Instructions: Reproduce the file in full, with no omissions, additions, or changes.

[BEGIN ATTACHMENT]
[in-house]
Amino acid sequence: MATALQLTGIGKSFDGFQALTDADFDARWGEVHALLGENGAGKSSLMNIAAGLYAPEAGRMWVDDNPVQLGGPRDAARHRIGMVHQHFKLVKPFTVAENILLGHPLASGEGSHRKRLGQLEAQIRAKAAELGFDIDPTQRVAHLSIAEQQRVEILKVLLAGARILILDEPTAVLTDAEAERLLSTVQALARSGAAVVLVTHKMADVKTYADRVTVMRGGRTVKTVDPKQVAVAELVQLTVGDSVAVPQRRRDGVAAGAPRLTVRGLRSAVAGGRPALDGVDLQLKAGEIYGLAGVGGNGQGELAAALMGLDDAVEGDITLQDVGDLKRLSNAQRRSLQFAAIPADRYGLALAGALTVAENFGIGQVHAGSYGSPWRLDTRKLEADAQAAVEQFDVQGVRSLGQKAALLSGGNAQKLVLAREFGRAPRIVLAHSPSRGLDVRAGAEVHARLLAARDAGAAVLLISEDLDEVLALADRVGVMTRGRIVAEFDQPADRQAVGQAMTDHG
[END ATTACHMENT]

[in-house]
Amino acid sequence: MATALQLTGIGKSFDGFQALTDADFDARWGEVHALLGENGAGKSSLMNIAAGLYAPEAGRMWVDDNPVQLGGPRDAARHRIGMVHQHFKLVKPFTVAENILLGHPLASGEGSHRKRLGQLEAQIRAKAAELGFDIDPTQRVAHLSIAEQQRVEILKVLLAGARILILDEPTAVLTDAEAERLLSTVQALARSGAAVVLVTHKMADVKTYADRVTVMRGGRTVKTVDPKQVAVAELVQLTVGDSVAVPQRRRDGVAAGAPRLTVRGLRSAVAGGRPALDGVDLQLKAGEIYGLAGVGGNGQGELAAALMGLDDAVEGDITLQDVGDLKRLSNAQRRSLQFAAIPADRYGLALAGALTVAENFGIGQVHAGSYGSPWRLDTRKLEADAQAAVEQFDVQGVRSLGQKAALLSGGNAQKLVLAREFGRAPRIVLAHSPSRGLDVRAGAEVHARLLAARDAGAAVLLISEDLDEVLALADRVGVMTRGRIVAEFDQPADRQAVGQAMTDHG